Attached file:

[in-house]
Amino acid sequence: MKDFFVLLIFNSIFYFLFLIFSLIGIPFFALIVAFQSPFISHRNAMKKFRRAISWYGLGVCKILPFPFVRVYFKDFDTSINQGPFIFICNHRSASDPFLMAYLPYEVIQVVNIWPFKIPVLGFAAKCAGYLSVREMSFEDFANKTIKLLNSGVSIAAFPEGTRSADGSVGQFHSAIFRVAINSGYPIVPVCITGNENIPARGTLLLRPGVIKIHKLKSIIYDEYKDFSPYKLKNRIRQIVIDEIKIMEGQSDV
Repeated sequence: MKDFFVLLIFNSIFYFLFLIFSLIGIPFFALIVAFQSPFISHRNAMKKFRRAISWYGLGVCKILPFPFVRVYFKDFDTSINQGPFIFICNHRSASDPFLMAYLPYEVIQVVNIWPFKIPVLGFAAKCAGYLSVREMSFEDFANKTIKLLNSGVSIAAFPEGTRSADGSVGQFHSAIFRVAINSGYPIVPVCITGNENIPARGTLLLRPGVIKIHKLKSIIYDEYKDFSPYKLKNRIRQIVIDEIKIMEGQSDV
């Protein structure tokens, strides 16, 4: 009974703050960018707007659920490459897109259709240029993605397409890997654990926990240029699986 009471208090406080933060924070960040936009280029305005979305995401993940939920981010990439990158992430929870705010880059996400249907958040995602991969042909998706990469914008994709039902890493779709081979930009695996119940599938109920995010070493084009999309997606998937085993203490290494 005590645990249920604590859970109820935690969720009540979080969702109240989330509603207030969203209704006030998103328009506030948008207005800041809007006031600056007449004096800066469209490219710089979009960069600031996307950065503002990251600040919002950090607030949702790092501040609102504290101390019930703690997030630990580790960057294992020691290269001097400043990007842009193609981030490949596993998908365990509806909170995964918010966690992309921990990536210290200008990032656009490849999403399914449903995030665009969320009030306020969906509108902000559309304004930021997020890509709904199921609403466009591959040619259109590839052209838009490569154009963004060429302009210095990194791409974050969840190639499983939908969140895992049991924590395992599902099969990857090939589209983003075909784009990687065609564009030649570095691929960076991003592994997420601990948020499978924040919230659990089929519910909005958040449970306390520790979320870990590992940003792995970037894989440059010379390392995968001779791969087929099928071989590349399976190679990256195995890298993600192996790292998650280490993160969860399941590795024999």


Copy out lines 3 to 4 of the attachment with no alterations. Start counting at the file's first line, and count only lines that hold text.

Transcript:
Repeated sequence: MKDFFVLLIFNSIFYFLFLIFSLIGIPFFALIVAFQSPFISHRNAMKKFRRAISWYGLGVCKILPFPFVRVYFKDFDTSINQGPFIFICNHRSASDPFLMAYLPYEVIQVVNIWPFKIPVLGFAAKCAGYLSVREMSFEDFANKTIKLLNSGVSIAAFPEGTRSADGSVGQFHSAIFRVAINSGYPIVPVCITGNENIPARGTLLLRPGVIKIHKLKSIIYDEYKDFSPYKLKNRIRQIVIDEIKIMEGQSDV
């Protein structure tokens, strides 16, 4: 009974703050960018707007659920490459897109259709240029993605397409890997654990926990240029699986 009471208090406080933060924070960040936009280029305005979305995401993940939920981010990439990158992430929870705010880059996400249907958040995602991969042909998706990469914008994709039902890493779709081979930009695996119940599938109920995010070493084009999309997606998937085993203490290494 005590645990249920604590859970109820935690969720009540979080969702109240989330509603207030969203209704006030998103328009506030948008207005800041809007006031600056007449004096800066469209490219710089979009960069600031996307950065503002990251600040919002950090607030949702790092501040609102504290101390019930703690997030630990580790960057294992020691290269001097400043990007842009193609981030490949596993998908365990509806909170995964918010966690992309921990990536210290200008990032656009490849999403399914449903995030665009969320009030306020969906509108902000559309304004930021997020890509709904199921609403466009591959040619259109590839052209838009490569154009963004060429302009210095990194791409974050969840190639499983939908969140895992049991924590395992599902099969990857090939589209983003075909784009990687065609564009030649570095691929960076991003592994997420601990948020499978924040919230659990089929519910909005958040449970306390520790979320870990590992940003792995970037894989440059010379390392995968001779791969087929099928071989590349399976190679990256195995890298993600192996790292998650280490993160969860399941590795024999």